…why not deploy consequence management principles in our regulatory space? It would (and which is a welcome thing) force regulators down from their current Olympian heights, where most seem oblivious of the needs of the industries they supervise, and more alert to the sensitivities of any government in power. While describing clear goals for their activities.


All of last week, the conversations I took part in were fixated on how the banking sector had adjusted to the central bank’s recent tariffs reduction without as much as a whine. All were agreed that this would be a torrid year for the industry, squeezed as it would be by both new entrants and its regulator’s depression of prices. There was the part of the talks, which interrogated the rationale for any central bank’s fixing of the industry’s tariffs. Why not, instead, concentrate on measures that will boost competition, and allow each institution to determine its prices on the basis of its relative costs? If nothing at all, two current trends support this line of argument. First, the embrace by central banks across the world of macro-prudential regulation renders the Central Bank of Nigeria’s continued focus on the artisanal bit of the industry increasingly difficult to explain conceptually. Second, given the different cost structures of non-bank institutions expected to play bigger roles in the industry, a regulatory cap on prices is likely to tilt the ballpark capriciously.

With the deployment of artificial intelligence and machine learning threatening to adjust the price of banking services per customer, and to move prices up or down in real time as new information is received, does a cap on banking services not vitiate the goal of using a competitive operating environment to drive the cost-to-serve down? Choice, or rather, a regulatory structure that aims to guarantee a variety of options to the banking public ought to be the regulatory goal in these circumstances. And lower switching costs for the banking public, the main route to this goal. There are conditions, though, in which customers may plumb for the service provider with the highest prices. But few regulators should fret over this. If the value from experiencing a service increasingly counts for more than that from its consumption, then even the way by which prices for goods and services are arrived at, and how customers respond to the signals they bear, will change.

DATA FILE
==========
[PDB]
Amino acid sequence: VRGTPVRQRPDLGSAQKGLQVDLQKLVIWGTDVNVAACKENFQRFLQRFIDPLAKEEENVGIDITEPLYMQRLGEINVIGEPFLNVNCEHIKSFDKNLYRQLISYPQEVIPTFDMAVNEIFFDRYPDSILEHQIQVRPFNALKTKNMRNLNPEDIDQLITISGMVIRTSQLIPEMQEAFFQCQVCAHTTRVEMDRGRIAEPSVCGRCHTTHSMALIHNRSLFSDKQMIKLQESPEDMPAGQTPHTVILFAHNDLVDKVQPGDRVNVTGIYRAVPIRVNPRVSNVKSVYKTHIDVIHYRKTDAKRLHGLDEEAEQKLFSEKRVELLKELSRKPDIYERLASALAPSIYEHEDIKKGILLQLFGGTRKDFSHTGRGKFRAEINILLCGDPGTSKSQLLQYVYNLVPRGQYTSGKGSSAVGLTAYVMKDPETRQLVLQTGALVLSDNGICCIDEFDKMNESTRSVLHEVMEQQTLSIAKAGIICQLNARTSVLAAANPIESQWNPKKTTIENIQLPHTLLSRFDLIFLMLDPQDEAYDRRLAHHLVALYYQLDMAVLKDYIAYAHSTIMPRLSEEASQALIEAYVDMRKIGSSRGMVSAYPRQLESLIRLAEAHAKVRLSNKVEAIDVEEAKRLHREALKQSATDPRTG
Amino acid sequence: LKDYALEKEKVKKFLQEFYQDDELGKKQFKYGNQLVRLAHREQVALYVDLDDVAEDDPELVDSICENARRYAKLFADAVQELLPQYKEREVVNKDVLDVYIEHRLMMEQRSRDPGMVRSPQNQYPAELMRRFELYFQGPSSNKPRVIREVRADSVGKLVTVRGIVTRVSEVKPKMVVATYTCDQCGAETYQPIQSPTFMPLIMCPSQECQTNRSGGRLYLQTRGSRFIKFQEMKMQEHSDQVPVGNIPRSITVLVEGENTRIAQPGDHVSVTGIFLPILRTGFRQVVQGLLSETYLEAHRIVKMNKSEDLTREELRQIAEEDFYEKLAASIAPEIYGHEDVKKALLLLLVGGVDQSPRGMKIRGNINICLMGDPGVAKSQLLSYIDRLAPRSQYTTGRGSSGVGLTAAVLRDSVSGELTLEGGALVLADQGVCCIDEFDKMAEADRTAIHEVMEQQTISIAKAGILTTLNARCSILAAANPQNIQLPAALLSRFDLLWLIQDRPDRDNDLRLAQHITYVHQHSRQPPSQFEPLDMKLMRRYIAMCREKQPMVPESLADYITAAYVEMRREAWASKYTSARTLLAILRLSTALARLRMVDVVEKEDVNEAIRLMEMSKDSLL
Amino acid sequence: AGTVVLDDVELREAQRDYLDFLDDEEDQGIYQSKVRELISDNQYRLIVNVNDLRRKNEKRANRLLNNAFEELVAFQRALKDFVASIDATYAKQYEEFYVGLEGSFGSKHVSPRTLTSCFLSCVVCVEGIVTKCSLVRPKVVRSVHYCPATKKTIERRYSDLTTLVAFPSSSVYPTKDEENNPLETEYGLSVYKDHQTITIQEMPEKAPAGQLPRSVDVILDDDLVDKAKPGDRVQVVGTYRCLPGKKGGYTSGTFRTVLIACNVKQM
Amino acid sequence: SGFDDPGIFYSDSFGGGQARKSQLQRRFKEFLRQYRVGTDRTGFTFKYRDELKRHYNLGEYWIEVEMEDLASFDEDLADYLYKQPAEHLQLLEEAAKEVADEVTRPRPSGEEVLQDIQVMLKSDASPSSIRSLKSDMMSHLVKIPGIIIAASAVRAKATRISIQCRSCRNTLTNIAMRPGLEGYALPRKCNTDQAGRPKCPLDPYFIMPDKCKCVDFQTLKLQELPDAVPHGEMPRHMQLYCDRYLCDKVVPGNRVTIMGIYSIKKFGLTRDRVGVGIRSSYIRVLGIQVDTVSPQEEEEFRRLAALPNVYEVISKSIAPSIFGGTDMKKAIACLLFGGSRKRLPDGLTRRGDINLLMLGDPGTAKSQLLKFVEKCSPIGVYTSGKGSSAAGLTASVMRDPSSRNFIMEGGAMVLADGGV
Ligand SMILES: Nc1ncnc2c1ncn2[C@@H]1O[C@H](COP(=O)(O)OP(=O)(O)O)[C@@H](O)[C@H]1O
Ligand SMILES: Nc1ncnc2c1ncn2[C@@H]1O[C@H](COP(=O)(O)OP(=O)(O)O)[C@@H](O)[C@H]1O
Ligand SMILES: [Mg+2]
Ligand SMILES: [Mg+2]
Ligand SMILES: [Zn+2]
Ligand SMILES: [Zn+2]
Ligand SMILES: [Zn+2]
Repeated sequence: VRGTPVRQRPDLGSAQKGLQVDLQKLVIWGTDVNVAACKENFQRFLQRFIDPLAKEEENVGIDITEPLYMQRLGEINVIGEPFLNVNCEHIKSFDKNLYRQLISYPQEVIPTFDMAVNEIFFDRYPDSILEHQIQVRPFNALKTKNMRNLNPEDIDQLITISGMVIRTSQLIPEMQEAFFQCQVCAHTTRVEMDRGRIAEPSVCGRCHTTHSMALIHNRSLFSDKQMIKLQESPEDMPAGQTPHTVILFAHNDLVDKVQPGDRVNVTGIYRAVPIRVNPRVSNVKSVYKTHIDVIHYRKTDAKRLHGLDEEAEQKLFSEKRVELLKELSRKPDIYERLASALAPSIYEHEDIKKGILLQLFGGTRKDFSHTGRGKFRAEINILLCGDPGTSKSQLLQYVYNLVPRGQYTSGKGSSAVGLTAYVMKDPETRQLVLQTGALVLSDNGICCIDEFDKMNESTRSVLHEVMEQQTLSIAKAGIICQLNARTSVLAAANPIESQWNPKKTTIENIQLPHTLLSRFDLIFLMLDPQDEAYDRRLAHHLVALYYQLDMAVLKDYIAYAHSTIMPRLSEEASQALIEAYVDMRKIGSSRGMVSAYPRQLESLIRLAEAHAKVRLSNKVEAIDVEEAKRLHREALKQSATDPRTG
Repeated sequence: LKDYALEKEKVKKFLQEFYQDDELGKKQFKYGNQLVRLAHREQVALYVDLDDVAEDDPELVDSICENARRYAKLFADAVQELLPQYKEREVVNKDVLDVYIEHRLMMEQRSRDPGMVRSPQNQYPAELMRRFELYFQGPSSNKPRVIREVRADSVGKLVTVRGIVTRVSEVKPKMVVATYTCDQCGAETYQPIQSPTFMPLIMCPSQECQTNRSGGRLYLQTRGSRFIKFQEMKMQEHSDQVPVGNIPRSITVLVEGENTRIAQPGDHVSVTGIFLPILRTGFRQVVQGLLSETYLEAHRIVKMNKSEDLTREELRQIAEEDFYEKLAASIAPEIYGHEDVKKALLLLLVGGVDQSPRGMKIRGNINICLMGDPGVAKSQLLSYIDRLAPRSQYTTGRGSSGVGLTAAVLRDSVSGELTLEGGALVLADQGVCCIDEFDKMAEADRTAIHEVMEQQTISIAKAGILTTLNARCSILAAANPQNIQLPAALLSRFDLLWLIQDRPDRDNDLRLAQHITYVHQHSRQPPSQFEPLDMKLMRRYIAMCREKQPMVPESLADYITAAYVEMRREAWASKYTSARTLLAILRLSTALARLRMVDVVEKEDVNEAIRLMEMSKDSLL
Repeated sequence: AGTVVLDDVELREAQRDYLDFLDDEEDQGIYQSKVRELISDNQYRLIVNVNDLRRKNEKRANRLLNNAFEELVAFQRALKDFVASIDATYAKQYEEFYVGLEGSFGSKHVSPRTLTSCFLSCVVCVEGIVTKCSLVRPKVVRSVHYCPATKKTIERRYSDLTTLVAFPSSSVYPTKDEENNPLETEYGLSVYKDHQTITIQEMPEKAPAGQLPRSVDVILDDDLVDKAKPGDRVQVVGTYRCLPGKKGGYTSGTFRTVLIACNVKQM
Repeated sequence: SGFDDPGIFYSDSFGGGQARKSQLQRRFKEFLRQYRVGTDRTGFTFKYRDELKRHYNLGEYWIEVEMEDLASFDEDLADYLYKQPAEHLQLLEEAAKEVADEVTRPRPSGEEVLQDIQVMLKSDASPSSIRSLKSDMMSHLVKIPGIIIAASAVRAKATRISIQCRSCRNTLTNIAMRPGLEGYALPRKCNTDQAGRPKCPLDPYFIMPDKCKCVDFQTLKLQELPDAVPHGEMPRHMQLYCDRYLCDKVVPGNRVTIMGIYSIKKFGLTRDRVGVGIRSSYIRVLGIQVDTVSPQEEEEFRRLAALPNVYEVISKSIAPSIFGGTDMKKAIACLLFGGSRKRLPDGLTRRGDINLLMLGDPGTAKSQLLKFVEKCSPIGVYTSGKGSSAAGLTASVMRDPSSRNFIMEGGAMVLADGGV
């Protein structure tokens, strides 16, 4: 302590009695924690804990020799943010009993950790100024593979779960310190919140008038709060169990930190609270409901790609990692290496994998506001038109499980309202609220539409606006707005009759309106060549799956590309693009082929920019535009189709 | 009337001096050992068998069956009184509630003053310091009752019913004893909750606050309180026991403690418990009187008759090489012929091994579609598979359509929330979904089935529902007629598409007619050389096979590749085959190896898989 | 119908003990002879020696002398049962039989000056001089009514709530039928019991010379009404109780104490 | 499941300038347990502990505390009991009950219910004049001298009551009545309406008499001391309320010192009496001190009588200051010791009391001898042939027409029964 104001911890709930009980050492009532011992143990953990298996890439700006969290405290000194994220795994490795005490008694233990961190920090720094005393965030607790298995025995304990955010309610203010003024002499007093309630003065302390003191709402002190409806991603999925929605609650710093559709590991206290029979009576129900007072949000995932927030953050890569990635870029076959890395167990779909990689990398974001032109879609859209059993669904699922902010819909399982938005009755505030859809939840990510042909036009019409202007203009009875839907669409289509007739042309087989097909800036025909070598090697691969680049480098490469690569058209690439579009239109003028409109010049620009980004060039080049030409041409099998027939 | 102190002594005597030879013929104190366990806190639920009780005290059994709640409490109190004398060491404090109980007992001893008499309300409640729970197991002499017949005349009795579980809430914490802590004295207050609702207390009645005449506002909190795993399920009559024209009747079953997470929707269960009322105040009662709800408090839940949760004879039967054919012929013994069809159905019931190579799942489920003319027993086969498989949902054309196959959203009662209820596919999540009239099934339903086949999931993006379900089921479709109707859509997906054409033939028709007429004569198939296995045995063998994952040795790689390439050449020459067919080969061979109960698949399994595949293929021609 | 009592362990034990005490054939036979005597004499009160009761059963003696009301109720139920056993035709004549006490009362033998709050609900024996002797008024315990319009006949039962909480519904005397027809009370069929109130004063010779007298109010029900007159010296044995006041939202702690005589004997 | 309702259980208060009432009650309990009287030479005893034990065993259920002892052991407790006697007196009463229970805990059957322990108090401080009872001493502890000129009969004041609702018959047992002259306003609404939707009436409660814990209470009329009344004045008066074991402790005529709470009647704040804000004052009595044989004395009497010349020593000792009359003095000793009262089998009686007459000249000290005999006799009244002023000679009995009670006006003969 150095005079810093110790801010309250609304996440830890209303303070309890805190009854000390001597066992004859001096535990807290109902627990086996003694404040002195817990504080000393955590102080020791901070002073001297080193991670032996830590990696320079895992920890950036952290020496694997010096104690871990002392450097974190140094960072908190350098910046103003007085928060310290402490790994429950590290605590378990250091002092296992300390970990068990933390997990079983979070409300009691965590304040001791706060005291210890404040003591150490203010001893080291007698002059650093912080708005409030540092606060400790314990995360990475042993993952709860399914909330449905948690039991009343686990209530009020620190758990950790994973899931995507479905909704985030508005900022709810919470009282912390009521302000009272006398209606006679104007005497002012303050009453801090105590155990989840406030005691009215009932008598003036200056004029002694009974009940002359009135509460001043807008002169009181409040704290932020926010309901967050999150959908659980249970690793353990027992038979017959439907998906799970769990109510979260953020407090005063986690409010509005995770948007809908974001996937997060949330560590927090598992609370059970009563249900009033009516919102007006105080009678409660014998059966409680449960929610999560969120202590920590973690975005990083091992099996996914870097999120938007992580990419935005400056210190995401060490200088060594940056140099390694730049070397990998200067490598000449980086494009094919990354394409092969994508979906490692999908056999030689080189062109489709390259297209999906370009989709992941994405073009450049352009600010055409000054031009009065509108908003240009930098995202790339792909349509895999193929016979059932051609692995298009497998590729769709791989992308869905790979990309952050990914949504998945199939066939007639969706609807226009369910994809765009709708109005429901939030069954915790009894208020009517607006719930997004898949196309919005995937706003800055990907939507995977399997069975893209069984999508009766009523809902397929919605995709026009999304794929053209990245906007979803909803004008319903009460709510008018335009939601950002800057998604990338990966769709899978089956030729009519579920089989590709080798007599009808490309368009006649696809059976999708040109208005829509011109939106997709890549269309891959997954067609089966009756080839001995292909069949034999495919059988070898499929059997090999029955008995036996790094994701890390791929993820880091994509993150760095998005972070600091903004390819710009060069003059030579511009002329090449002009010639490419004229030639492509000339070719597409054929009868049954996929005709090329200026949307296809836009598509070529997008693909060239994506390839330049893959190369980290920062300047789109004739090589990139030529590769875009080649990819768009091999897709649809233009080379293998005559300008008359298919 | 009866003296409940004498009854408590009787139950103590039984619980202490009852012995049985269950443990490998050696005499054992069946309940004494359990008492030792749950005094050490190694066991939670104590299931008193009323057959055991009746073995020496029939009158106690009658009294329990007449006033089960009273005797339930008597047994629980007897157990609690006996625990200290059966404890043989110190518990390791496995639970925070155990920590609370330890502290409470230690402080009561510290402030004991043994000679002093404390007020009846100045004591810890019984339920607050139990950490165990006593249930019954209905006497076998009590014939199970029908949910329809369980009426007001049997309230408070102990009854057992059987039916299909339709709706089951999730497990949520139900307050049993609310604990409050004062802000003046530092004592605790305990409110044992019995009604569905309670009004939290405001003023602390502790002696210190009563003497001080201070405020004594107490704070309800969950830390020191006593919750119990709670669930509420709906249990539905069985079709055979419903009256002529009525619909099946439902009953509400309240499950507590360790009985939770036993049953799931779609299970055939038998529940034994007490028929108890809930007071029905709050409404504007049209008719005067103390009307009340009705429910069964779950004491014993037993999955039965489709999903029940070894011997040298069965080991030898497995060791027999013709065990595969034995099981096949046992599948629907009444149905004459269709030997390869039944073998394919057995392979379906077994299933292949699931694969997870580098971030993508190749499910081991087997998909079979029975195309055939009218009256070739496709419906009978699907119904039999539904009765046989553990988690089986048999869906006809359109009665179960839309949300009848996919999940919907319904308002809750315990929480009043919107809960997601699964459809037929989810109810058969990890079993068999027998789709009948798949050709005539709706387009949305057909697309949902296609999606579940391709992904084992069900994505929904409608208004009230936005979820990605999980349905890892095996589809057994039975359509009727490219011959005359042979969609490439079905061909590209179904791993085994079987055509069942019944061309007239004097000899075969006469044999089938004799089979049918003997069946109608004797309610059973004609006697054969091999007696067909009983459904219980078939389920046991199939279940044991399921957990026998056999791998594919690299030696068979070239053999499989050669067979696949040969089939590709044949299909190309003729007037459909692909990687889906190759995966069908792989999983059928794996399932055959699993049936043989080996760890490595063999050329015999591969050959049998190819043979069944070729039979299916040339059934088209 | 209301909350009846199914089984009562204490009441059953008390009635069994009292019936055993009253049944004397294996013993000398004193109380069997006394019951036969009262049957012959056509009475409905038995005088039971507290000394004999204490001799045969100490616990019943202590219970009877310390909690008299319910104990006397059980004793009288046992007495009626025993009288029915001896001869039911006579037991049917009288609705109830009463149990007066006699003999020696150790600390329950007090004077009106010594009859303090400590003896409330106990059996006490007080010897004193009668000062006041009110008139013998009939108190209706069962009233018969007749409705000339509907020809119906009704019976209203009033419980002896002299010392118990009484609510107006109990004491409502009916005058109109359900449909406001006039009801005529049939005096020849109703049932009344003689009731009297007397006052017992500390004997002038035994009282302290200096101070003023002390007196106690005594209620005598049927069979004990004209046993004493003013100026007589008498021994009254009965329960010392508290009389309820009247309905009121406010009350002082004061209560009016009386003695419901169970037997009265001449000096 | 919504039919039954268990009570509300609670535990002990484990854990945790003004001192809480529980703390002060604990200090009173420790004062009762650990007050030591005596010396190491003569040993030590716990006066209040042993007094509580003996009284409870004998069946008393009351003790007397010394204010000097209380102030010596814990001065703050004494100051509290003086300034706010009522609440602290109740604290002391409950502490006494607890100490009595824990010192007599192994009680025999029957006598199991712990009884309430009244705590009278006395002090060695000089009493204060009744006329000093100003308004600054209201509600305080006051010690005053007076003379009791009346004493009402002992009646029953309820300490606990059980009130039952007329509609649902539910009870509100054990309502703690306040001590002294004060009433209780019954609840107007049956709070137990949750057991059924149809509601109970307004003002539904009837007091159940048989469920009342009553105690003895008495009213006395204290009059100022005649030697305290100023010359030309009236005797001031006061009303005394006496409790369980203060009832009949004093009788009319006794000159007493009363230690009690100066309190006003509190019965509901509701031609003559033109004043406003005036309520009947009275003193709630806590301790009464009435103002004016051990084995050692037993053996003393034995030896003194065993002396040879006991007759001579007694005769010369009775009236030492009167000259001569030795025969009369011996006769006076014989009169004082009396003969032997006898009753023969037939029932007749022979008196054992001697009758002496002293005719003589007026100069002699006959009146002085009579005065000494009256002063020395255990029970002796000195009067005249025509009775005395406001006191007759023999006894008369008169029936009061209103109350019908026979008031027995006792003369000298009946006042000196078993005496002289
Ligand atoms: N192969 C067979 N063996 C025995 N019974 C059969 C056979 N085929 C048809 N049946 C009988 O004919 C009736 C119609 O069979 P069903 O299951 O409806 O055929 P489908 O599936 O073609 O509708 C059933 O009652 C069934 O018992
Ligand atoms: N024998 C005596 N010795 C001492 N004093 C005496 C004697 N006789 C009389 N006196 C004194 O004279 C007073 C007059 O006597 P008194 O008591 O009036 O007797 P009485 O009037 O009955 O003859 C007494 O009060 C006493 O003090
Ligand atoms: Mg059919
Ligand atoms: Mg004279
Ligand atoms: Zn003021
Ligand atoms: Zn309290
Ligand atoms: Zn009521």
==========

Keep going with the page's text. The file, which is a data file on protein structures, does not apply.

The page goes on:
For some, the bigger education need is for industry operators, especially those masquerading as “captains of industry”. How to persuade them that an industry is best served by competent operators able to take on their regulators in the design of the architecture of their operating environments?


Is there, then, a case for continuing customer education schemes. You just need to understand how financially illiterate the mass market is to get why most persons I talked with dismiss this as a no-brainer. And how about strengthening customer complaints processes? Most agree this is a critical part of the positive feedback loop that undergirds an effective consumer education scheme. It is usually agreed that the deposit insurance arrangement, at least, protects depositors at the retail end from losing their shirts — that is, when all else fails — while allowing the responses of savvier consumers to price signals to change market outcomes. Most at the discussion table agreed with this reading.